GHU operates within the framework of the procedures for the introduction and export of germplasm established by the government of the host country in which IITAâ€™s operations are based. For instance, all the exchange operations of IITAâ€™s activities in Nigeria are organized in accordance with the legislation of the Nigerian Agriculture Quarantine Service (NAQS) of the Federal Department of Agriculture, Nigeria.
Ensuring exchange of clean germplasm
Crops researched at IITA comprise those propagated through botanical seeds or true seeds (maize, soybean, cowpea, and other legumes of importance to African farming) and crops that are propagated through vegetative propagules, including stems (e.g., cassava), tubers (e.g., yam), and in vitro plants (e.g., banana and plantain, cassava, and yam).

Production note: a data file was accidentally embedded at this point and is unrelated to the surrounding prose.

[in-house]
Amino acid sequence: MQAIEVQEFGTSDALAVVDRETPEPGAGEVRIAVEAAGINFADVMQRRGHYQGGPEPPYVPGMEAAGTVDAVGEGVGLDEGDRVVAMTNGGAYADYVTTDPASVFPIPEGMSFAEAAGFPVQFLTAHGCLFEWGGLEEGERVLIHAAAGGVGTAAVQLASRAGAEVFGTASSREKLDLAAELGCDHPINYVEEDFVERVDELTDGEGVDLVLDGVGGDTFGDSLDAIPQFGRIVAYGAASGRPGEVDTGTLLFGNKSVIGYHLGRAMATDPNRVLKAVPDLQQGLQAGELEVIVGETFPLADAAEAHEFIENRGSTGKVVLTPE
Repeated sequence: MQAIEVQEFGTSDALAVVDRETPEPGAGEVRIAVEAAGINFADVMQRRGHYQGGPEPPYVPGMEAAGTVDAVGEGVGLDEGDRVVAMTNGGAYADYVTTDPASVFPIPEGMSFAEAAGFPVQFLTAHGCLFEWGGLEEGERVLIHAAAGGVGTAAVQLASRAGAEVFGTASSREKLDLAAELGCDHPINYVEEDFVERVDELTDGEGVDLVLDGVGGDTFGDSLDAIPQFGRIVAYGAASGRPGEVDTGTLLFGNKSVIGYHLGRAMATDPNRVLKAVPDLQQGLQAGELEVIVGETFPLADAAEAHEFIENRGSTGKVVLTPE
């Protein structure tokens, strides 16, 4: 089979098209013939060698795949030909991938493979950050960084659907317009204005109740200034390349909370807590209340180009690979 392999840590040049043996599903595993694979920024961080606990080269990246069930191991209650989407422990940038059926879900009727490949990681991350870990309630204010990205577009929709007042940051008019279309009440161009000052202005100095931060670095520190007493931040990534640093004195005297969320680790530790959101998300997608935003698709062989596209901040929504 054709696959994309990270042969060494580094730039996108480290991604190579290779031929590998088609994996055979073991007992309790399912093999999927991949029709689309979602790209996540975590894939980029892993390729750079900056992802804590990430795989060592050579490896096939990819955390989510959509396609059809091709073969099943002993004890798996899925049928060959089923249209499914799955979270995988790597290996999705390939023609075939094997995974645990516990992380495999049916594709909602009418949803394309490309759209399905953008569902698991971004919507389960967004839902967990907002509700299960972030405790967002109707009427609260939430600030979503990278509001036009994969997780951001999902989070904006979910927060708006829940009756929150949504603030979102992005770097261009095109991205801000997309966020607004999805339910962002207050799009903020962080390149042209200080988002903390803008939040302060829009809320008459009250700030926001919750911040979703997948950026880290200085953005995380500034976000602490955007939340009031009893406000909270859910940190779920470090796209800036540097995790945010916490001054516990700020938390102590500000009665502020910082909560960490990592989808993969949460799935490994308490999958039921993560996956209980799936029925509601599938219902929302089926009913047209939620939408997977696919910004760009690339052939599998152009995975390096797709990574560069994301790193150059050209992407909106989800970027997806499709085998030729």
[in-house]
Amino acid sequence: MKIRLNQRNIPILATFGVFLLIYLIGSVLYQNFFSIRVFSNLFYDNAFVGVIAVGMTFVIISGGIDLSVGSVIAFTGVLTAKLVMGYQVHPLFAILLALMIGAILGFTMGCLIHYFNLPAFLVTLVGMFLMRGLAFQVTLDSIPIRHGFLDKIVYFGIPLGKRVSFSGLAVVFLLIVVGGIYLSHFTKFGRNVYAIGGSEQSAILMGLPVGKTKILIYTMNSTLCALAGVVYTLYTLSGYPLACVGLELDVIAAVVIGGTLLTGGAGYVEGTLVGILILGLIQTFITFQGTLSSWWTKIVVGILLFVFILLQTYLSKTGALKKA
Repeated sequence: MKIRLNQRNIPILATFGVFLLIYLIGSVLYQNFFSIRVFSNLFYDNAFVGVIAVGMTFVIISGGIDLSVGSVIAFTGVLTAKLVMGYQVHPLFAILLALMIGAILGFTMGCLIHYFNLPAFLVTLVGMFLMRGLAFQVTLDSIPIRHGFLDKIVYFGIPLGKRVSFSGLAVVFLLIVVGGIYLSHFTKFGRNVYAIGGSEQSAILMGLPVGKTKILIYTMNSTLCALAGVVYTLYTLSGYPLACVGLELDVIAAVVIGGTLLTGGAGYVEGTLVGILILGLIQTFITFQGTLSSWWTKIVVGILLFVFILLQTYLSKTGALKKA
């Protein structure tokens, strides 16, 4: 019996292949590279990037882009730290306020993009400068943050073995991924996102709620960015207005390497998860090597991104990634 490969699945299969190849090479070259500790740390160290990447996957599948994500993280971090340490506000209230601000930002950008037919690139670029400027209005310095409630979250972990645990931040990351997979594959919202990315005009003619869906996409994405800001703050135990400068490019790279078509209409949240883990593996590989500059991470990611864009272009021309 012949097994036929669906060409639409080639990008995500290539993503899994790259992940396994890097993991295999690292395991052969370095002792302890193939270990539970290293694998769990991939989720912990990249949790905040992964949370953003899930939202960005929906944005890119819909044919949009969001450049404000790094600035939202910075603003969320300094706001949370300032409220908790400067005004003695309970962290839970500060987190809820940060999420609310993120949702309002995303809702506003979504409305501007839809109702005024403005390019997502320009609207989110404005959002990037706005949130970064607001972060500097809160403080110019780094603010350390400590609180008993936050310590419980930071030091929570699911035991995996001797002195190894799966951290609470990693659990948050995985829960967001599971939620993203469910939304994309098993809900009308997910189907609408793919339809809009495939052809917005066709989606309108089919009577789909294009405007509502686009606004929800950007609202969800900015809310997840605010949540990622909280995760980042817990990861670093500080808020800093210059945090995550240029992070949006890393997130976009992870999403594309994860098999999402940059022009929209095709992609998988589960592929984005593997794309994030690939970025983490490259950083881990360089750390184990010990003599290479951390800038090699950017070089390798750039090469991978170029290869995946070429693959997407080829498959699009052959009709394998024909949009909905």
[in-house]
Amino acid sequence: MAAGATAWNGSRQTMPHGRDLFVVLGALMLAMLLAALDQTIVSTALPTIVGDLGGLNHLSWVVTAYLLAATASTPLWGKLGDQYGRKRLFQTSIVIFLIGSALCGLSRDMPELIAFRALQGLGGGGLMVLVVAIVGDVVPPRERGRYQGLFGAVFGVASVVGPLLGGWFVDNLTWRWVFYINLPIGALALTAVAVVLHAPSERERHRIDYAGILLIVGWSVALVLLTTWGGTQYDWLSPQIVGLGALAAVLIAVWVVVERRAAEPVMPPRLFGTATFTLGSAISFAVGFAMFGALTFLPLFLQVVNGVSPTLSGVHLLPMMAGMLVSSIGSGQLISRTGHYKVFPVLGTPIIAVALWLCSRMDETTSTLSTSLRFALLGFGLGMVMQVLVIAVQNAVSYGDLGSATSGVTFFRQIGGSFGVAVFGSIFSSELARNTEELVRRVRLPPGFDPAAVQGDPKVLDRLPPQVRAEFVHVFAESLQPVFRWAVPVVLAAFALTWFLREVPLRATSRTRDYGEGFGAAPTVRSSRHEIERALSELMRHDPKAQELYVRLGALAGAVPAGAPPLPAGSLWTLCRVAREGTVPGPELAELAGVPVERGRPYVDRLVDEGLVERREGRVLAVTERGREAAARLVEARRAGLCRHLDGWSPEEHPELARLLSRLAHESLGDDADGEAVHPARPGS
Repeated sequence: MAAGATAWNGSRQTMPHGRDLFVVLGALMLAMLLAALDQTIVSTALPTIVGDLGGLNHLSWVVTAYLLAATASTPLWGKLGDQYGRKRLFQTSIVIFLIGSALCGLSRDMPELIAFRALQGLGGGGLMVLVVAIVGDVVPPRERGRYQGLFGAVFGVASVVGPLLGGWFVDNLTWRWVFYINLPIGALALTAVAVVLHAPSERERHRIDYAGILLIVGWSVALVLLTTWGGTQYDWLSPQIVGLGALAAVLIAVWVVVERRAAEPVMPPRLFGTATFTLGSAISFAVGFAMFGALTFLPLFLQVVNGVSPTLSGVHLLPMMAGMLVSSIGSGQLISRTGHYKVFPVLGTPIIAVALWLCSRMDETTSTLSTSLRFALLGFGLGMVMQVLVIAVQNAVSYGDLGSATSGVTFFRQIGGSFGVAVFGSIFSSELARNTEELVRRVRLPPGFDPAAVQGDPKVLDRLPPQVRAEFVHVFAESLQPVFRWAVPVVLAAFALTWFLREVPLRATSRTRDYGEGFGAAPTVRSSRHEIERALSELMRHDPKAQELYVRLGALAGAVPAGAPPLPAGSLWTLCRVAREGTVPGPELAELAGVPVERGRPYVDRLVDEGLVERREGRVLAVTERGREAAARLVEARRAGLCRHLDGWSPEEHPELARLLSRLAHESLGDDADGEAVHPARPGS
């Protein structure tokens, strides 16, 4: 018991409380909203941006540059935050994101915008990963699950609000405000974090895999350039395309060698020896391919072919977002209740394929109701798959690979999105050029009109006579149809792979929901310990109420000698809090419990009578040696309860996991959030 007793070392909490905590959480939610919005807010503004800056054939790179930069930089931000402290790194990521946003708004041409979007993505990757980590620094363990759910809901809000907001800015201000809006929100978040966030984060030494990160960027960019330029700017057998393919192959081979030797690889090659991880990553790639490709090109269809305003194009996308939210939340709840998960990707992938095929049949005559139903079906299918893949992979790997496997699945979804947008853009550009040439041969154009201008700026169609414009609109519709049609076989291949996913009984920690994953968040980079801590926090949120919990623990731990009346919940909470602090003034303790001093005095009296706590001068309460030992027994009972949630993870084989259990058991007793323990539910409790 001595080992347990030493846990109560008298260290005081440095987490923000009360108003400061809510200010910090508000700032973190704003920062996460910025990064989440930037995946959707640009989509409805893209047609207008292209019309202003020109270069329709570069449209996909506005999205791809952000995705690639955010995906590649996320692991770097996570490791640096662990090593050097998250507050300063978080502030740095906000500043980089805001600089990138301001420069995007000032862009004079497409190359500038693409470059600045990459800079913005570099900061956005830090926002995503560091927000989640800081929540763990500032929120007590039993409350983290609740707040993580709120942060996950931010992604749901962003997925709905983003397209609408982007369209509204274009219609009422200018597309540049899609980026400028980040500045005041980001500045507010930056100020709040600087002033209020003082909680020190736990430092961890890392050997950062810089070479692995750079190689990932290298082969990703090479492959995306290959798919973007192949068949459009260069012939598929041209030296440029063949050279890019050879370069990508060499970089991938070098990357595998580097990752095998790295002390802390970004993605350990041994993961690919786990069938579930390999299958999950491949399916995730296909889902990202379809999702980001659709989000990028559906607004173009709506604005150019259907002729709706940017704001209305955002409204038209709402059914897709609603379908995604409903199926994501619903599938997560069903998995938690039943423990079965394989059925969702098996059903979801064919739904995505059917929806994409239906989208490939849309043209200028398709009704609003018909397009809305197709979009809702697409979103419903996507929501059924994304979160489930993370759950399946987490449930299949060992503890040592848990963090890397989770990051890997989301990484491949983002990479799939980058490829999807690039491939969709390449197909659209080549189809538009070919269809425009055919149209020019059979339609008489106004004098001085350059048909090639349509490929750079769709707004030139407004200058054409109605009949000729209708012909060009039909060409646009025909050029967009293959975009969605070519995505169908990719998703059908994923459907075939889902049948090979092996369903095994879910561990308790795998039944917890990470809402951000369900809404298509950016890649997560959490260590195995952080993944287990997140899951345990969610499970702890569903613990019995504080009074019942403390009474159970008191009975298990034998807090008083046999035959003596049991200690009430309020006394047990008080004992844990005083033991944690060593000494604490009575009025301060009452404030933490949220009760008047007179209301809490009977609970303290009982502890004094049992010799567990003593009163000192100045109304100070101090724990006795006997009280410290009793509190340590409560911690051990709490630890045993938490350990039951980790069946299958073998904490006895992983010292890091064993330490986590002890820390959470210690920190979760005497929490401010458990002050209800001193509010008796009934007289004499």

Each type of germplasm demands a unique set of procedures for assessing the health status of the material. At IITA, this work goes on from production to postharvest to the point when the material is dispatched.
Plant material generated for international exchange is inspected with the technical officers of NPPO during the active growth stage in the field or screenhouse to ensure the selection of pest-free material. The sorted materials (seeds or vegetative propagules) are then brought to the GHU laboratories for critical inspection for the presence of pests. Detection methods used for this purpose include visual inspection of dry seeds, seed washing, agar and blotter tests, seed soaking, and seedling symptom tests which aid in identifying any pest-infested material. Additional techniques are used for pest identification including culturing techniques, microscopy, and biochemical analyses of samples by enzyme-linked immunosorbent assay (ELISA), polymerase chain reaction (PCR), and genomic sequencing. Only materials that are free of the regulated and unregulated quarantine pests are released for international exchange.